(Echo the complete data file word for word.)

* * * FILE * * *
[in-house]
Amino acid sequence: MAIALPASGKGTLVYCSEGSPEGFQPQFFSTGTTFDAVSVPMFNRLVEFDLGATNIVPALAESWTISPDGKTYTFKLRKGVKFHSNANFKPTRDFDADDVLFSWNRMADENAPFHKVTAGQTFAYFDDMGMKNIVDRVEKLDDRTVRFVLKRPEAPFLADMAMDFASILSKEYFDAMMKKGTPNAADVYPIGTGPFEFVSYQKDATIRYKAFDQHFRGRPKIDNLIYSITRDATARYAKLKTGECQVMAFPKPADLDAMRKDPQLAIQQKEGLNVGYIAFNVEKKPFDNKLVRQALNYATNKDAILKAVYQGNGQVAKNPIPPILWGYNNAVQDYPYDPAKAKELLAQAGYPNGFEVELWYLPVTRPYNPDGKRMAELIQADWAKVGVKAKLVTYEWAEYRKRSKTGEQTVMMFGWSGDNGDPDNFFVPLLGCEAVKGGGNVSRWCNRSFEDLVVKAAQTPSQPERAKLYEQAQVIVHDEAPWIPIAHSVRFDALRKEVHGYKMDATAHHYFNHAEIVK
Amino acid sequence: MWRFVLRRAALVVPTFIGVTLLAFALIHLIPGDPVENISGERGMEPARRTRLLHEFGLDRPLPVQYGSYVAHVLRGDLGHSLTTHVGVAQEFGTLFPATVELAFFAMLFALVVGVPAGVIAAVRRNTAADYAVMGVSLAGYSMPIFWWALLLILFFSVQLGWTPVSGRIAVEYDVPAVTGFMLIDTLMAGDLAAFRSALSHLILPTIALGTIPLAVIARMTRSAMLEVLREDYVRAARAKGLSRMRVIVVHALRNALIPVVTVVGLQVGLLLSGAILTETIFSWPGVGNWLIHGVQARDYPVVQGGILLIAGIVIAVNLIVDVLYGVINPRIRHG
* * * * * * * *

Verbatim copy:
[in-house]
Amino acid sequence: MAIALPASGKGTLVYCSEGSPEGFQPQFFSTGTTFDAVSVPMFNRLVEFDLGATNIVPALAESWTISPDGKTYTFKLRKGVKFHSNANFKPTRDFDADDVLFSWNRMADENAPFHKVTAGQTFAYFDDMGMKNIVDRVEKLDDRTVRFVLKRPEAPFLADMAMDFASILSKEYFDAMMKKGTPNAADVYPIGTGPFEFVSYQKDATIRYKAFDQHFRGRPKIDNLIYSITRDATARYAKLKTGECQVMAFPKPADLDAMRKDPQLAIQQKEGLNVGYIAFNVEKKPFDNKLVRQALNYATNKDAILKAVYQGNGQVAKNPIPPILWGYNNAVQDYPYDPAKAKELLAQAGYPNGFEVELWYLPVTRPYNPDGKRMAELIQADWAKVGVKAKLVTYEWAEYRKRSKTGEQTVMMFGWSGDNGDPDNFFVPLLGCEAVKGGGNVSRWCNRSFEDLVVKAAQTPSQPERAKLYEQAQVIVHDEAPWIPIAHSVRFDALRKEVHGYKMDATAHHYFNHAEIVK
Amino acid sequence: MWRFVLRRAALVVPTFIGVTLLAFALIHLIPGDPVENISGERGMEPARRTRLLHEFGLDRPLPVQYGSYVAHVLRGDLGHSLTTHVGVAQEFGTLFPATVELAFFAMLFALVVGVPAGVIAAVRRNTAADYAVMGVSLAGYSMPIFWWALLLILFFSVQLGWTPVSGRIAVEYDVPAVTGFMLIDTLMAGDLAAFRSALSHLILPTIALGTIPLAVIARMTRSAMLEVLREDYVRAARAKGLSRMRVIVVHALRNALIPVVTVVGLQVGLLLSGAILTETIFSWPGVGNWLIHGVQARDYPVVQGGILLIAGIVIAVNLIVDVLYGVINPRIRHG